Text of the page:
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Family of Grand Forks AFB airman killed in shooting say daughter was scared of fellow airman

"She was afraid of this guy ... there were instances of him being volatile and aggressive and controlling."
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Airman First Class Natasha Aposhian was intimidated by a fellow airman with whom she had ended a brief relationship shortly before he allegedly shot and killed her, her father said in an interview with Valley News Live on Tuesday.

Aposhian’s death in a shooting at Grand Forks Air Force Base last month illustrates why the military needs to change how it treats enlisted women, said the airman’s father, Brian Murray.

“That should be the safest place to be on a U.S. base,” Murray told Valley News Live. “And the fact that something like this happened is unforgivable and should never happen.”

Related: Air Force identifies airmen killed in Grand Forks AFB shooting

An Arizona native, the 21-year-old Aposhian left college to pursue a career in the Air Force, Murray said. She graduated with honors from basic training, graduated second in her class at tech school, and planned to serve 20 years in the branch, he said.

Aposhian arrived at Grand Forks in April, where she worked as an aircraft parts store apprentice with the 319th Reconnaissance Wing, the Air Force said in June. 

According to Murray, Aposhian had a brief relationship with Airman Fist Class Julian Carlos Torres, 20, of the 319th Security Forces Squadron. The relationship lasted no more than a few dates, Murray said.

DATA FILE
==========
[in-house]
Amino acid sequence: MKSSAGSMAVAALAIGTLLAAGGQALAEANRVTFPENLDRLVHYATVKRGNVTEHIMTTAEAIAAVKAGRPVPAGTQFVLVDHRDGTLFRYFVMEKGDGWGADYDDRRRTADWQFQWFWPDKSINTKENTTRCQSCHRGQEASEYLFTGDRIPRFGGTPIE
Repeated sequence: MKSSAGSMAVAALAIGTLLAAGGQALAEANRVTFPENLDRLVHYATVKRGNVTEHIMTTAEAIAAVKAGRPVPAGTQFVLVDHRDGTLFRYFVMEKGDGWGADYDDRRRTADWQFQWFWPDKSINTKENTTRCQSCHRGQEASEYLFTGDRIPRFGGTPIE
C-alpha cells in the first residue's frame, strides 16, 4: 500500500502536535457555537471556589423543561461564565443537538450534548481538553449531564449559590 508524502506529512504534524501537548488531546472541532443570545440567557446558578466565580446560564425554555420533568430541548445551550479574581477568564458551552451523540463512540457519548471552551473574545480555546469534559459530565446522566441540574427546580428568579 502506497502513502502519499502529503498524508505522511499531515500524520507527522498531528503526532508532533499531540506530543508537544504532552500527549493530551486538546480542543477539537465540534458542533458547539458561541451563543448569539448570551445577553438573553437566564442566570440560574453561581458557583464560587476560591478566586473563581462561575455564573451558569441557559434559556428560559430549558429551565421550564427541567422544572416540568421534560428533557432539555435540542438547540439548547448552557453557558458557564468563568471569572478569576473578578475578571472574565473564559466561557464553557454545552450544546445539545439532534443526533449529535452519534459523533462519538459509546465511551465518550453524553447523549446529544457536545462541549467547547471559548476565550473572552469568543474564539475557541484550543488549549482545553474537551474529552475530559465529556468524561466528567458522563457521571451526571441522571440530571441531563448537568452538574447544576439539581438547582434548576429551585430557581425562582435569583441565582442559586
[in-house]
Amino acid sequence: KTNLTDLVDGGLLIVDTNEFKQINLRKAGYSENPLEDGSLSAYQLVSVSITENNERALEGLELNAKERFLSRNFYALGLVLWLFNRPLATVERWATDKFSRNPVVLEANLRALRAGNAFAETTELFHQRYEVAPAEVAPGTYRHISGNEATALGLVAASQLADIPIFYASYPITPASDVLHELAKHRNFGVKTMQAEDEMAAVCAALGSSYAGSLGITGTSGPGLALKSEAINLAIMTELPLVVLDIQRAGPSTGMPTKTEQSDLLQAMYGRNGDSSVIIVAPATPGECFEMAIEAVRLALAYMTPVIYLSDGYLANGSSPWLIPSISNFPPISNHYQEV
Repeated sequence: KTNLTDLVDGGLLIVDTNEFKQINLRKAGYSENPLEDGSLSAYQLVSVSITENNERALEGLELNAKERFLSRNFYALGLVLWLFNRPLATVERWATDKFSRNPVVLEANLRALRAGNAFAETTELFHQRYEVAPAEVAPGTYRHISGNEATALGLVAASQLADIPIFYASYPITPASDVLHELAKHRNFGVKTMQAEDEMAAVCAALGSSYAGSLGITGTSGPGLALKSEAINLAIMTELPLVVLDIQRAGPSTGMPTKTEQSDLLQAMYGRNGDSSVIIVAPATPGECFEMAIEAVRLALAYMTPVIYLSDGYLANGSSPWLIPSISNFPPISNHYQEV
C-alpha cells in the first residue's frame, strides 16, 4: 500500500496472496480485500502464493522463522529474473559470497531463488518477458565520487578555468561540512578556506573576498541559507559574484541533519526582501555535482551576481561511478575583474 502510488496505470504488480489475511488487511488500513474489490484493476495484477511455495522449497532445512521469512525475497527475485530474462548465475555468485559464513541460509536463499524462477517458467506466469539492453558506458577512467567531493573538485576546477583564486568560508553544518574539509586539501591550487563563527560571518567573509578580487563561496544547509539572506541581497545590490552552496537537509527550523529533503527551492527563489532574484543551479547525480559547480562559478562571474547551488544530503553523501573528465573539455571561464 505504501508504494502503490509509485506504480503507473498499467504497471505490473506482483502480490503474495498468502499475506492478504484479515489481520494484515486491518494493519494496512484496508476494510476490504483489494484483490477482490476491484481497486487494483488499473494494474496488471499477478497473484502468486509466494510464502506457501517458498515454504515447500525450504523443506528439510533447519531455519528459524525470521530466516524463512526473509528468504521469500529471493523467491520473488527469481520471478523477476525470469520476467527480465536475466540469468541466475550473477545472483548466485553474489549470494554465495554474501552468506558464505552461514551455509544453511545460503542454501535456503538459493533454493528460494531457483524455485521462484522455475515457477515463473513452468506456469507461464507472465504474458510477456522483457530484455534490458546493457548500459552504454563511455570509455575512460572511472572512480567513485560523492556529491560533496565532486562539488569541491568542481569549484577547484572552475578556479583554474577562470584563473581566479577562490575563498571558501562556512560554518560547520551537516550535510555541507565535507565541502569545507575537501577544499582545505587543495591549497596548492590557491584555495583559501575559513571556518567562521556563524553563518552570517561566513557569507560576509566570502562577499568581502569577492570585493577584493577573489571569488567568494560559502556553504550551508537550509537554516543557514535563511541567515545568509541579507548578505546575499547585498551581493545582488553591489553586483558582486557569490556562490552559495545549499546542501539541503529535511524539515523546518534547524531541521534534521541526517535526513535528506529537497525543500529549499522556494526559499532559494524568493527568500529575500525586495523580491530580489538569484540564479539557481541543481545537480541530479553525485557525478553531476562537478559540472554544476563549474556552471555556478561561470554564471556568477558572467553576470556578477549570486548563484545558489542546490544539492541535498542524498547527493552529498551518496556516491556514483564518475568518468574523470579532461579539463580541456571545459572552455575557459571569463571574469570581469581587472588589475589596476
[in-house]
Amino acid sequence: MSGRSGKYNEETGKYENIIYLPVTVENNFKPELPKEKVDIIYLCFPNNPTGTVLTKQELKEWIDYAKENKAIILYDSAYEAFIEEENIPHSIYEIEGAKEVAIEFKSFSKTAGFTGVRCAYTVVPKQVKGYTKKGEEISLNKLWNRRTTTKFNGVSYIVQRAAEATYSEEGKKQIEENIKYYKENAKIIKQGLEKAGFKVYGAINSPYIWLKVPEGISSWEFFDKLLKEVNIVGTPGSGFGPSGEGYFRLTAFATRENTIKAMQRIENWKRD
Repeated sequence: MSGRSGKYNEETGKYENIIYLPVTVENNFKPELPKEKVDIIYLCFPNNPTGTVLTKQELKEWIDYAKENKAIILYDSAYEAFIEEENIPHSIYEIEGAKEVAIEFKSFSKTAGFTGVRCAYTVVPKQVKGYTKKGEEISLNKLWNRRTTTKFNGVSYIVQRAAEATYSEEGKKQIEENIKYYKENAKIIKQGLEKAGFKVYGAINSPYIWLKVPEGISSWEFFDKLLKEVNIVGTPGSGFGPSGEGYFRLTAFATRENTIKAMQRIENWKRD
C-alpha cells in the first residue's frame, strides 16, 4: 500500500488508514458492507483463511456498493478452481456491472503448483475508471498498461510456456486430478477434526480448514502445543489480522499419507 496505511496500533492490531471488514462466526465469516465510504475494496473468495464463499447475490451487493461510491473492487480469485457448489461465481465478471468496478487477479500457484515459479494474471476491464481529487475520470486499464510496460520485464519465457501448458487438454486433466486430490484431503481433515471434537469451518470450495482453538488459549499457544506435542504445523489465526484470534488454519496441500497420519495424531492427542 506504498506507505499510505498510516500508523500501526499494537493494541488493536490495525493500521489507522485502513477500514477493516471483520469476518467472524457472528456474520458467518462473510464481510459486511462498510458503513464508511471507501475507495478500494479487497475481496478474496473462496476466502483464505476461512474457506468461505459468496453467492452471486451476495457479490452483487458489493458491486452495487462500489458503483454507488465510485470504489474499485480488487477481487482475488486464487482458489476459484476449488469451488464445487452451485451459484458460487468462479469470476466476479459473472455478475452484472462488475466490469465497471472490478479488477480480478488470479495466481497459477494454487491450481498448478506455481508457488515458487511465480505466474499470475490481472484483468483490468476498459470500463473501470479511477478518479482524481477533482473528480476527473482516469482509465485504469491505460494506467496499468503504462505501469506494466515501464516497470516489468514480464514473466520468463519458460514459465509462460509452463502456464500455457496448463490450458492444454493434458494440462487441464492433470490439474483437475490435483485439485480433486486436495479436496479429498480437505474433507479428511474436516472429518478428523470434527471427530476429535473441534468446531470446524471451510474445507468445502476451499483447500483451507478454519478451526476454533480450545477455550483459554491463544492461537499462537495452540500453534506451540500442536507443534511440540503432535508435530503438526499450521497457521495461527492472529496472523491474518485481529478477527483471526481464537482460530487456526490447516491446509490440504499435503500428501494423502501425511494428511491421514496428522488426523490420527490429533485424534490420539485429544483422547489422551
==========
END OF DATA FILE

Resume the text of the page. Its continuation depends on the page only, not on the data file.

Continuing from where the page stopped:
In June, Aposhian’s parents described their daughter as a victim of domestic violence.

“She did relay to her mother and her best friend that she was afraid of this guy. That there were instances of him being volatile and aggressive and controlling,” Murray said.

“She said, ‘I’m afraid he’s going to kill me, Mom. I feel like I need to get an order of protection,’” the airman’s mother, Megan Aposhian, told Stars & Stripes. “She did express that she was afraid of him and thought he was going to shoot her. I don’t know why.”

The Air Force is still investigating the shooting, and Aposhian’s parents wants to know how a gun got inside the base dormitory. As a member of the security forces, Torres may have had greater flexibility to carry a weapon on the base.

The interviews with Aposhian’s parents came amid a military-wide reckoning over the treatment of women in the ranks spurred by the disappearance and death of Spc. Vanessa Guillen, who allegedly experienced sexual harassment at Fort Hood before she went missing in April.

Guillen’s case led to a surge of female service members sharing their stories of sexual harassment and assault under the hashtag #IAmVanessaGuillen

Megan Aposhian told Stars & Stripes that after experiencing her daughter’s death and reading about Spc. Guillen, she feels naïve that she was unaware of the domestic and sexual violence issues in the military.

“We want the same reforms that Vanesa Guillen’s family is asking for. The military has a major issue with domestic violence and sexual violence,” Murray told Stars & Stripes. “There should be places where they feel safe to go to. I think that was part of the problem with my daughter as well. She’s one who wouldn’t want to get anyone in trouble. She was fearful of this guy, but probably afraid to go to [a] supervisor because of the fallout.”

Related: Senator demands ‘immediate’ review of treatment of women and minorities in the military following Vanessa Guillen killing

On Wednesday, Sen. Dick Durbin (D-Ill.) requested an ‘immediate’ review of the military’s treatment of women and minorities in the ranks, joining other members of Congress who called for similar actions.

“Only the leadership of the Department of Defense can initiate a serious, top-to-bottom review of how the Armed Forces can reach the ideals of equality, fairness, and justice, which we owe to all Americans who take the oath of service to our military,” Durbin wrote in a letter in a letter sent on Thursday to Defense Secretary Mark Esper and Chairman of the Joint Chiefs of Staff Gen. Mark Milley.

Those actions come too late for Murray, who described every day since losing his daughter as “a bad dream.”

“You wake up everyday almost hoping, you know you’re just going to snap out of it. And then you are brought back to reality knowing that she is gone,” he said.